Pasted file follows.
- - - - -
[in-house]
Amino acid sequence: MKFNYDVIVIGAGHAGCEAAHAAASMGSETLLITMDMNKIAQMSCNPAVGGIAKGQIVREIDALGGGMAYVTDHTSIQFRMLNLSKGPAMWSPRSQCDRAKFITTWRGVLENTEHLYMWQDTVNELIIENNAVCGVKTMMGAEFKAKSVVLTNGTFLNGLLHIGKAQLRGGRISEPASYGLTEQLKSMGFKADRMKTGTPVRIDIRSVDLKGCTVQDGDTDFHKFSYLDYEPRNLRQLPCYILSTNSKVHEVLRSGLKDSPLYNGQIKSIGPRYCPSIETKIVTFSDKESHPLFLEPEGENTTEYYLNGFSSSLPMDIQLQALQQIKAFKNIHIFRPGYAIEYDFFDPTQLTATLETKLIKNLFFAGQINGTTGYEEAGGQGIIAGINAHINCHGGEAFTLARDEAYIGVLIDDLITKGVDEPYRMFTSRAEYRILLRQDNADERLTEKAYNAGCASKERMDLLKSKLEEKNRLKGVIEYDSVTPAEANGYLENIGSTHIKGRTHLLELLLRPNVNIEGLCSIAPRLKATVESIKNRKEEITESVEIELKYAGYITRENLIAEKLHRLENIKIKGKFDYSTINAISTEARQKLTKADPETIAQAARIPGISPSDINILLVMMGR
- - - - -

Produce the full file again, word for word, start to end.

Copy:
[in-house]
Amino acid sequence: MKFNYDVIVIGAGHAGCEAAHAAASMGSETLLITMDMNKIAQMSCNPAVGGIAKGQIVREIDALGGGMAYVTDHTSIQFRMLNLSKGPAMWSPRSQCDRAKFITTWRGVLENTEHLYMWQDTVNELIIENNAVCGVKTMMGAEFKAKSVVLTNGTFLNGLLHIGKAQLRGGRISEPASYGLTEQLKSMGFKADRMKTGTPVRIDIRSVDLKGCTVQDGDTDFHKFSYLDYEPRNLRQLPCYILSTNSKVHEVLRSGLKDSPLYNGQIKSIGPRYCPSIETKIVTFSDKESHPLFLEPEGENTTEYYLNGFSSSLPMDIQLQALQQIKAFKNIHIFRPGYAIEYDFFDPTQLTATLETKLIKNLFFAGQINGTTGYEEAGGQGIIAGINAHINCHGGEAFTLARDEAYIGVLIDDLITKGVDEPYRMFTSRAEYRILLRQDNADERLTEKAYNAGCASKERMDLLKSKLEEKNRLKGVIEYDSVTPAEANGYLENIGSTHIKGRTHLLELLLRPNVNIEGLCSIAPRLKATVESIKNRKEEITESVEIELKYAGYITRENLIAEKLHRLENIKIKGKFDYSTINAISTEARQKLTKADPETIAQAARIPGISPSDINILLVMMGR